(Reuters) – Jonathan Heath, an economist and self-proclaimed outsider whom Mexico’s President-elect Andres Manuel Lopez Obrador has tapped as a future deputy governor at the Bank of Mexico, said on Friday that he has a “balanced” view on monetary policy.
Earlier on Friday, incoming Finance Minister Carlos Urzua said that Lopez Obrador will propose Heath as a deputy governor of the Bank of Mexico starting in 2019.
Heath, a well-known private economist who was previously chief economist for HSBC bank in Mexico, is set to replace board member Manuel Ramos Francia whose term ends this year. The Senate, where Lopez Obrador’s party and its allies have a majority, must approve his nomination.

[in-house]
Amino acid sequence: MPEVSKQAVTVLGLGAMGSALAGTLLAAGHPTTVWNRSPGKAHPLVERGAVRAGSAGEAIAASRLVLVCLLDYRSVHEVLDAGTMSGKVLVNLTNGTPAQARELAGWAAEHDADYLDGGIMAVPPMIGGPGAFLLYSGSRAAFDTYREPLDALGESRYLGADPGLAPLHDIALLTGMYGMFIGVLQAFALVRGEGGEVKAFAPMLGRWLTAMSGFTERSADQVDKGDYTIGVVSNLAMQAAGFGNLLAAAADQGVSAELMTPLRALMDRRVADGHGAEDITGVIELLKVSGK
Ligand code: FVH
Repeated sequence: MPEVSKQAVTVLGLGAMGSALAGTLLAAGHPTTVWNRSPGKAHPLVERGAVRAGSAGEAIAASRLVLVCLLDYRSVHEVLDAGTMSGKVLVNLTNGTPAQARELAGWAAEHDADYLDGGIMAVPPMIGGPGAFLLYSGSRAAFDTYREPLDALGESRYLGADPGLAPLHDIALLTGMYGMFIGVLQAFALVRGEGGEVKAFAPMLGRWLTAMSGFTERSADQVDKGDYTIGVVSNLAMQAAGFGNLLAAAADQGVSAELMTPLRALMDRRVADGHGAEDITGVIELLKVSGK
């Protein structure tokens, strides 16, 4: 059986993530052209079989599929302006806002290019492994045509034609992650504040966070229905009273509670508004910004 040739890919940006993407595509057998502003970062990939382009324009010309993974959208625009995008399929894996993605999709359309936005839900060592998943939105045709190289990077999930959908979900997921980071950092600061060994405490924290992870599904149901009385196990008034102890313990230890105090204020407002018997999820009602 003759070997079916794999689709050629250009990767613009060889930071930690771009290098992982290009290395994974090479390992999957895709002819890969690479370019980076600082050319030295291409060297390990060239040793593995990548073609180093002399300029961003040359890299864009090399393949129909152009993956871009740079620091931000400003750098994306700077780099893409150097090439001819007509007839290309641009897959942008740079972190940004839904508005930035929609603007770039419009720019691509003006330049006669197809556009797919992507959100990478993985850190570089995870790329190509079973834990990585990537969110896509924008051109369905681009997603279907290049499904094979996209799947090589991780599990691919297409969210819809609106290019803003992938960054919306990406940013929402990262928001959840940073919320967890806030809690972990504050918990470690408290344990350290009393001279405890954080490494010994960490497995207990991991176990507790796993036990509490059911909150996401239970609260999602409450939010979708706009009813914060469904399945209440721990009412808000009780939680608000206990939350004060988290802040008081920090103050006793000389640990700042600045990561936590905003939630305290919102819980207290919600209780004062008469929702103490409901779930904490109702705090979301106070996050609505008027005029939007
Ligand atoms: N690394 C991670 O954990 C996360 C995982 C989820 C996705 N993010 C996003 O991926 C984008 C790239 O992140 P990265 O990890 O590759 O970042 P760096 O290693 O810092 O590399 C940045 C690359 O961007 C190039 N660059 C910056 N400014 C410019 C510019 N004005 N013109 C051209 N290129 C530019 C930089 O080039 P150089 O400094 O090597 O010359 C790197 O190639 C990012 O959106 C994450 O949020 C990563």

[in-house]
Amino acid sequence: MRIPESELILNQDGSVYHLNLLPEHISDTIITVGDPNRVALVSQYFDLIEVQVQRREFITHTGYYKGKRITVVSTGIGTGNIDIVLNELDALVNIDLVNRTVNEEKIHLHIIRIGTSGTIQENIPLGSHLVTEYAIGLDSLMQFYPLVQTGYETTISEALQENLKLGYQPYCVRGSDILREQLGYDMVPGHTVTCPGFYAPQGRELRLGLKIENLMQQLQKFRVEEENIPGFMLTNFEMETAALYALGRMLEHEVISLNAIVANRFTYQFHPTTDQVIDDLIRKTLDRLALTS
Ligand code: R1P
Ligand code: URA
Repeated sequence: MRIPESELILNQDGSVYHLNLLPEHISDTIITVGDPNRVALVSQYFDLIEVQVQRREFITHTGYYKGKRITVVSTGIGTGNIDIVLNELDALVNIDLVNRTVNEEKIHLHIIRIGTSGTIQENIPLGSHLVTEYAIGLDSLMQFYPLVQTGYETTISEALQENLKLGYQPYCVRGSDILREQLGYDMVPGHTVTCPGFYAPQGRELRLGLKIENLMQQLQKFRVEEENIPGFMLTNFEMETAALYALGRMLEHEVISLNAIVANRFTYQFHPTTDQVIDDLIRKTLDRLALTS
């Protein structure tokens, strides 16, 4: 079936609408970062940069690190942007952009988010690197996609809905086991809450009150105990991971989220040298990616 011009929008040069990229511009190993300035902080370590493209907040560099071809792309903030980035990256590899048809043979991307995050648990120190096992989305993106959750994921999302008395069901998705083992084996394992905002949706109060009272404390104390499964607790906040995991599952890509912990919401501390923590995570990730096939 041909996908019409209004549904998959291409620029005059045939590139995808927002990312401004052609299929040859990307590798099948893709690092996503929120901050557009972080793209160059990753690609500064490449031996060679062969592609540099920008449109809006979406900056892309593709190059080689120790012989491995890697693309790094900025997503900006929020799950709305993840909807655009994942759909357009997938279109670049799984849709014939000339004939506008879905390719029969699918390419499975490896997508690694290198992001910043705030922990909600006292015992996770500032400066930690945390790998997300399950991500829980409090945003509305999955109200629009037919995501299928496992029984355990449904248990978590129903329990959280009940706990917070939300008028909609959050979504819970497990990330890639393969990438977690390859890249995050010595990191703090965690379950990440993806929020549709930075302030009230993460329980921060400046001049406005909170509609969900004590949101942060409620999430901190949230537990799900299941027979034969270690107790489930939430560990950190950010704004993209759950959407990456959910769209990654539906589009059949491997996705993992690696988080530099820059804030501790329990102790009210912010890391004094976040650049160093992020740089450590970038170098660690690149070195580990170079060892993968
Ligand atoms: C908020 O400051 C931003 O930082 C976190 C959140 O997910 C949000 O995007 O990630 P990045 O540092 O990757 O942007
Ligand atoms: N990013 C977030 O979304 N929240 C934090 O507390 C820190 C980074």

Leftist Lopez Obrador, who won a landslide victory earlier this year and will take office in December, is more nationalist than the current government, and his populist instincts stirred concerns that he could steer Mexico away from its orthodox economic policy in recent decades.
Heath, however, is widely respected by market watchers.
Asked if he was a hawk who prioritizes fighting inflation in monetary policy or a dove who tends to back policy that favors growth, Heath said, “I consider myself balanced, middle of the road.”
Heath told Reuters in an interview that he would provide a fresh perspective at the bank, where most appointees have risen from within the ranks of the institution.“My perspective is of an outsider, not someone who grew in the Bank of Mexico,” said Heath, whose likely nomination was first reported by the Wall Street Journal earlier this […]
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